Thursday, January 17, 2013

The Mystery of Edwin Drood

If silliness can be an art form--and I believe it can--then The Mystery of Edwin Drood is an artistic triumph. From the pre-show call-and-response to the audience-chosen denouement, this musical play-within-a-play version of Dickens' unfinished novel is delightful. 
Will Chase, Stephanie J. Block
Photo: Joan Marcus
It's 1895 London. Edwin Drood and Rosa Bud are engaged to be married, but is their romance what it seems? Edwin's uncle Jack is a respected choirmaster, but is he what he seems? And what about the opium dealer Princess Puffer? The Reverend Crisparkle? The orphaned Landless twins? What exactly is going on here?

Because Dickens died before finishing the book, that last question is unanswerable. Nevertheless, with the audience's help, The Mystery of Edwin Drood answers it, while also providing ear-pleasing melodies, wonderful performances, dreadful puns, intrigue and disaster, and a fabulous kick line. The cast is game and energetic, and their clear love of the show is contagious. Stephanie J. Block does well by her various roles and nails her 11:00 number. Jessie Mueller and Andy Karl are polished, elegant, and sly as the Landless twins. Peter Benson's sheer likeability is equaled only by his talent. Will Chase and Betsy Wolfe are both a tad too hammy for my taste (and that's saying something in this ham-filled show) but effective nevertheless. Chita Rivera was out, and while Alison Cimmet lacks star power--and is too young for the role--she pulled it off with flair. By the time she sang "The Garden Path to Hell," the audience had forgiven her for not being Chita.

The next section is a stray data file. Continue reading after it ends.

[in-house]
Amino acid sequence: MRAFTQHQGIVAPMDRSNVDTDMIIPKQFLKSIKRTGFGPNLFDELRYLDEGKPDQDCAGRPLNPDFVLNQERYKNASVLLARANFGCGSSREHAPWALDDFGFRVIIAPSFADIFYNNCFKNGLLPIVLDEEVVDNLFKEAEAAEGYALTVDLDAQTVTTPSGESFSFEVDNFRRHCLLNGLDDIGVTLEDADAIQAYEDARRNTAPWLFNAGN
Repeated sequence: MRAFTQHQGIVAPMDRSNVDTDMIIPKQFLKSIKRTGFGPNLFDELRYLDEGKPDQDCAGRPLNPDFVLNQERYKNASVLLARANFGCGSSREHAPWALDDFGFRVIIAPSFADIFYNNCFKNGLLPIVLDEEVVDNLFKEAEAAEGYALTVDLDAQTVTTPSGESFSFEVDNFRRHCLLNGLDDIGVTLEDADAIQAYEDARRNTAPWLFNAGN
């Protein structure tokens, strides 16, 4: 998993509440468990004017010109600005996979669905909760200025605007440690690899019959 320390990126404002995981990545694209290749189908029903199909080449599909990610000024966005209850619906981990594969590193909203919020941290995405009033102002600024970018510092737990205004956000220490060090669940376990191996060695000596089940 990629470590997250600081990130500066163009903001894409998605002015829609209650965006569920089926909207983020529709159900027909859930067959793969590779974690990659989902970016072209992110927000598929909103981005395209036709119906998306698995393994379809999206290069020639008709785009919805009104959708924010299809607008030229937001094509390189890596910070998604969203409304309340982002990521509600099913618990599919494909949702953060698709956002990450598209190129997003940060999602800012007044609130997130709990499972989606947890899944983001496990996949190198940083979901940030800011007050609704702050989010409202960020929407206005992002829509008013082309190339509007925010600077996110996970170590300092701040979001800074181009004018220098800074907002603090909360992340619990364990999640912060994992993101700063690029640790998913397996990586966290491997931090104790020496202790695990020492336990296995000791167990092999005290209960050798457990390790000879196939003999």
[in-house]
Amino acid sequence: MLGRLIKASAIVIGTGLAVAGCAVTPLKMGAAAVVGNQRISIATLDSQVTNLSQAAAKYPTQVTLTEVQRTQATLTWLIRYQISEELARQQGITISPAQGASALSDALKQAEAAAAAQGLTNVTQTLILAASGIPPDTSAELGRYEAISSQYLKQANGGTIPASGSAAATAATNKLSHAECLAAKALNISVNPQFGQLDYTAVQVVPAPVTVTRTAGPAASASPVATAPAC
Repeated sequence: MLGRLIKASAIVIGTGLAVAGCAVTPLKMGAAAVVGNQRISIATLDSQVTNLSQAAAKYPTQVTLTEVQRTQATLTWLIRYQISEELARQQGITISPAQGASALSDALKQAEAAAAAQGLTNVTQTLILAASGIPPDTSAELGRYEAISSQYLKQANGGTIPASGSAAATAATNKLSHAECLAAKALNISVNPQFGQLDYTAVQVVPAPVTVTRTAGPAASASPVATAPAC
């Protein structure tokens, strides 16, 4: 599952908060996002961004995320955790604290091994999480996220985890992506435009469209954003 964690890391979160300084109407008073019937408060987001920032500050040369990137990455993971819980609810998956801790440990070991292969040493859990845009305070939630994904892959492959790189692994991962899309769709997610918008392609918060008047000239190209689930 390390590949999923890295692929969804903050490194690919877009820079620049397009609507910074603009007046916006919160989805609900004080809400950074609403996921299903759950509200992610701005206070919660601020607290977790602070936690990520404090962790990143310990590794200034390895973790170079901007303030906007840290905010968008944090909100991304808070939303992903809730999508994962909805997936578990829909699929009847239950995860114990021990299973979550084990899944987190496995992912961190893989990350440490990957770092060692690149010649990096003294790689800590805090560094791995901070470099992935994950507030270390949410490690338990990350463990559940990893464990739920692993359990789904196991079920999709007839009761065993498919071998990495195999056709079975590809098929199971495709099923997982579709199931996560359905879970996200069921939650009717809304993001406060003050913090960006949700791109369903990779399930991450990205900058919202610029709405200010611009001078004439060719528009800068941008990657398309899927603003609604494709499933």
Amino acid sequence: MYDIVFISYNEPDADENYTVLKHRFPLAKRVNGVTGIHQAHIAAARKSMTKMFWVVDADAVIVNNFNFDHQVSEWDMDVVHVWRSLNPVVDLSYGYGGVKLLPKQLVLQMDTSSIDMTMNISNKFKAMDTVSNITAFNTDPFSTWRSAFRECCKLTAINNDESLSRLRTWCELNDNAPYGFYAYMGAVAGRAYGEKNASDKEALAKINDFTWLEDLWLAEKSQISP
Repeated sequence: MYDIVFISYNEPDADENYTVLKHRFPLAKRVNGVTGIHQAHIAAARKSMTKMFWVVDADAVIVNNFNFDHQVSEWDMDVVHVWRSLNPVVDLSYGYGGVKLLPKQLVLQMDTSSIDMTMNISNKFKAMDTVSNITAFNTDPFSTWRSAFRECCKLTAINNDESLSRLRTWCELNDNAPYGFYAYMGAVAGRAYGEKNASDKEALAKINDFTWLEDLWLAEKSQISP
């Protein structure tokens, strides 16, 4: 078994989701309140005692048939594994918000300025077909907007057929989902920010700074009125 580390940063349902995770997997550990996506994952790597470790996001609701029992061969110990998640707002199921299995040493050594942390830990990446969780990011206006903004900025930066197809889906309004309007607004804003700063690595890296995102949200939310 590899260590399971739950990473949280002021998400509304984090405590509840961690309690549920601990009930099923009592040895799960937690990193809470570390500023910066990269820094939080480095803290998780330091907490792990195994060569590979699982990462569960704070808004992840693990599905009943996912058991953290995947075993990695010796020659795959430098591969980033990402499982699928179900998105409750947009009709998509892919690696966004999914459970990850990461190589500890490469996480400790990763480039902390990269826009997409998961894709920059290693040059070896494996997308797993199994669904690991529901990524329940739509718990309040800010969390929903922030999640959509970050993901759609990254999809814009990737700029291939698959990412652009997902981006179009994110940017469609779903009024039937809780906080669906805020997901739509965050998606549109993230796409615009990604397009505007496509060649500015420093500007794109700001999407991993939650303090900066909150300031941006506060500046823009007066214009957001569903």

Another of Drood's many delights is the breathtaking scenery. From street scenes to parlors to a graveyard, the audience is presented with a luscious tour of late-19th-century London. Every time a curtain goes up, the audience is given another visual treat. I imagine (and hope!) that designer Anna Louizos has a Tony in her future.

One criticism must be voiced: at least 50% of the lyrics are indecipherable as sung. When I saw Drood at its first preview, 80% of the lyrics were indecipherable, so I guess this is progress. And, amazingly enough, the show survives this major flaw. But I certainly expect better of a Broadway show.

(press ticket; third row on the aisle)

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